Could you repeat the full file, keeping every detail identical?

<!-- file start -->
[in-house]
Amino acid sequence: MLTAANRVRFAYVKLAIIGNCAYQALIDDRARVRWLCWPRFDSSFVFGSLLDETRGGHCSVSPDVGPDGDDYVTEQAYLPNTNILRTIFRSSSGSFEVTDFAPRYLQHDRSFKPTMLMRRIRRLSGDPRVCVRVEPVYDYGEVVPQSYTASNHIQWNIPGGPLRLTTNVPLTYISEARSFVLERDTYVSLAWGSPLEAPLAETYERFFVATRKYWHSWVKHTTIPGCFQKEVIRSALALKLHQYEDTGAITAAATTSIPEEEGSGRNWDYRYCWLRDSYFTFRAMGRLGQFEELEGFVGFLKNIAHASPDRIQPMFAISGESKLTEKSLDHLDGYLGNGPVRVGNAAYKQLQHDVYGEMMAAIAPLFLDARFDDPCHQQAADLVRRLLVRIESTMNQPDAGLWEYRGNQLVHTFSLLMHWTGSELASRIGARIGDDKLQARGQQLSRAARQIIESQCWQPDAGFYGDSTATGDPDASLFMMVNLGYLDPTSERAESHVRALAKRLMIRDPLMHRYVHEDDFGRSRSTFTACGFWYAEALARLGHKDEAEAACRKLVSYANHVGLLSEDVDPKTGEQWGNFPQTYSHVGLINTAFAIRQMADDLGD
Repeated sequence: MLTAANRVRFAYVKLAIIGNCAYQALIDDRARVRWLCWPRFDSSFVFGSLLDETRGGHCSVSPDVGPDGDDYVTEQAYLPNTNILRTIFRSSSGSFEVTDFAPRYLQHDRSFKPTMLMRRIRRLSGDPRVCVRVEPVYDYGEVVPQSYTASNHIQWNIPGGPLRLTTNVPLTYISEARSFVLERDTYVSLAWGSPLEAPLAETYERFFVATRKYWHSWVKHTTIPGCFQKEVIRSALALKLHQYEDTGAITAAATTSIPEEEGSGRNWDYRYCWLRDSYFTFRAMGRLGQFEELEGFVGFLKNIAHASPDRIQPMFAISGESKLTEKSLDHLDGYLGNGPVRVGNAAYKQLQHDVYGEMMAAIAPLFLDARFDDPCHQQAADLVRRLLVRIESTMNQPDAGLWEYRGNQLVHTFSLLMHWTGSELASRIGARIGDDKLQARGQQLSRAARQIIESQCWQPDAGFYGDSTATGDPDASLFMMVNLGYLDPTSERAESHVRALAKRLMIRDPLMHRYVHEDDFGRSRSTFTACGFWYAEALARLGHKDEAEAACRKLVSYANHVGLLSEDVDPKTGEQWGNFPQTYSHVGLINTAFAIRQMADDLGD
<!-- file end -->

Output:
[in-house]
Amino acid sequence: MLTAANRVRFAYVKLAIIGNCAYQALIDDRARVRWLCWPRFDSSFVFGSLLDETRGGHCSVSPDVGPDGDDYVTEQAYLPNTNILRTIFRSSSGSFEVTDFAPRYLQHDRSFKPTMLMRRIRRLSGDPRVCVRVEPVYDYGEVVPQSYTASNHIQWNIPGGPLRLTTNVPLTYISEARSFVLERDTYVSLAWGSPLEAPLAETYERFFVATRKYWHSWVKHTTIPGCFQKEVIRSALALKLHQYEDTGAITAAATTSIPEEEGSGRNWDYRYCWLRDSYFTFRAMGRLGQFEELEGFVGFLKNIAHASPDRIQPMFAISGESKLTEKSLDHLDGYLGNGPVRVGNAAYKQLQHDVYGEMMAAIAPLFLDARFDDPCHQQAADLVRRLLVRIESTMNQPDAGLWEYRGNQLVHTFSLLMHWTGSELASRIGARIGDDKLQARGQQLSRAARQIIESQCWQPDAGFYGDSTATGDPDASLFMMVNLGYLDPTSERAESHVRALAKRLMIRDPLMHRYVHEDDFGRSRSTFTACGFWYAEALARLGHKDEAEAACRKLVSYANHVGLLSEDVDPKTGEQWGNFPQTYSHVGLINTAFAIRQMADDLGD
Repeated sequence: MLTAANRVRFAYVKLAIIGNCAYQALIDDRARVRWLCWPRFDSSFVFGSLLDETRGGHCSVSPDVGPDGDDYVTEQAYLPNTNILRTIFRSSSGSFEVTDFAPRYLQHDRSFKPTMLMRRIRRLSGDPRVCVRVEPVYDYGEVVPQSYTASNHIQWNIPGGPLRLTTNVPLTYISEARSFVLERDTYVSLAWGSPLEAPLAETYERFFVATRKYWHSWVKHTTIPGCFQKEVIRSALALKLHQYEDTGAITAAATTSIPEEEGSGRNWDYRYCWLRDSYFTFRAMGRLGQFEELEGFVGFLKNIAHASPDRIQPMFAISGESKLTEKSLDHLDGYLGNGPVRVGNAAYKQLQHDVYGEMMAAIAPLFLDARFDDPCHQQAADLVRRLLVRIESTMNQPDAGLWEYRGNQLVHTFSLLMHWTGSELASRIGARIGDDKLQARGQQLSRAARQIIESQCWQPDAGFYGDSTATGDPDASLFMMVNLGYLDPTSERAESHVRALAKRLMIRDPLMHRYVHEDDFGRSRSTFTACGFWYAEALARLGHKDEAEAACRKLVSYANHVGLLSEDVDPKTGEQWGNFPQTYSHVGLINTAFAIRQMADDLGD